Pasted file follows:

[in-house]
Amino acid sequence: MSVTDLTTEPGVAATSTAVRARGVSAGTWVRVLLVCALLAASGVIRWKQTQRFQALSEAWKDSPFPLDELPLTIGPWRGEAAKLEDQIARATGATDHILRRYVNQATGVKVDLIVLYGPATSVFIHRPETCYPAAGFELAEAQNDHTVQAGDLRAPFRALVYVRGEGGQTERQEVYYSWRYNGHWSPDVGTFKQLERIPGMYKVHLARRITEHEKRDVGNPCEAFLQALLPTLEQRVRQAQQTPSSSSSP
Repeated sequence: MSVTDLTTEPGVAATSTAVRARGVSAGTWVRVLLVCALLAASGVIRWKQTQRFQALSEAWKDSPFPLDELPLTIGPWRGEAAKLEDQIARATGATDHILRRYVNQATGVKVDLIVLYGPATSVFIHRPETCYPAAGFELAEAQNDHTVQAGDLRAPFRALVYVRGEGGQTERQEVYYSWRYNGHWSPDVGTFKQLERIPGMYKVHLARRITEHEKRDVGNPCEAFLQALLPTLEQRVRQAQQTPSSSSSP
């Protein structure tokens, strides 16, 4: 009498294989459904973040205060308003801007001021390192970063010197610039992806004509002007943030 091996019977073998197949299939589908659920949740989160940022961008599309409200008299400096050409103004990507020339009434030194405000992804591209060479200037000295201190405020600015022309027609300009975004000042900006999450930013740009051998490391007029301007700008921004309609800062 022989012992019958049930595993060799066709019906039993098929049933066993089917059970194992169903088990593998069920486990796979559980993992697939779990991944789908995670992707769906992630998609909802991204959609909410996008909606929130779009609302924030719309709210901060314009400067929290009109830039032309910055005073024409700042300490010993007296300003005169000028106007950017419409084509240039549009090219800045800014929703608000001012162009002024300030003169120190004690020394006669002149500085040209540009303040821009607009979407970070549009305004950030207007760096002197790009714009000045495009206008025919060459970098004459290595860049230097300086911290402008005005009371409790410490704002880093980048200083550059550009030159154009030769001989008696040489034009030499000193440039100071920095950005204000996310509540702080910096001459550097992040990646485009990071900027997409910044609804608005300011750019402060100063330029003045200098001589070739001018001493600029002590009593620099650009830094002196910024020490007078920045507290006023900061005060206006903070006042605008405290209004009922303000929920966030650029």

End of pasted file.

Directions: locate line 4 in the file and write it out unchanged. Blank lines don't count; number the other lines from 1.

């Protein structure tokens, strides 16, 4: 009498294989459904973040205060308003801007001021390192970063010197610039992806004509002007943030 091996019977073998197949299939589908659920949740989160940022961008599309409200008299400096050409103004990507020339009434030194405000992804591209060479200037000295201190405020600015022309027609300009975004000042900006999450930013740009051998490391007029301007700008921004309609800062 022989012992019958049930595993060799066709019906039993098929049933066993089917059970194992169903088990593998069920486990796979559980993992697939779990991944789908995670992707769906992630998609909802991204959609909410996008909606929130779009609302924030719309709210901060314009400067929290009109830039032309910055005073024409700042300490010993007296300003005169000028106007950017419409084509240039549009090219800045800014929703608000001012162009002024300030003169120190004690020394006669002149500085040209540009303040821009607009979407970070549009305004950030207007760096002197790009714009000045495009206008025919060459970098004459290595860049230097300086911290402008005005009371409790410490704002880093980048200083550059550009030159154009030769001989008696040489034009030499000193440039100071920095950005204000996310509540702080910096001459550097992040990646485009990071900027997409910044609804608005300011750019402060100063330029003045200098001589070739001018001493600029002590009593620099650009830094002196910024020490007078920045507290006023900061005060206006903070006042605008405290209004009922303000929920966030650029």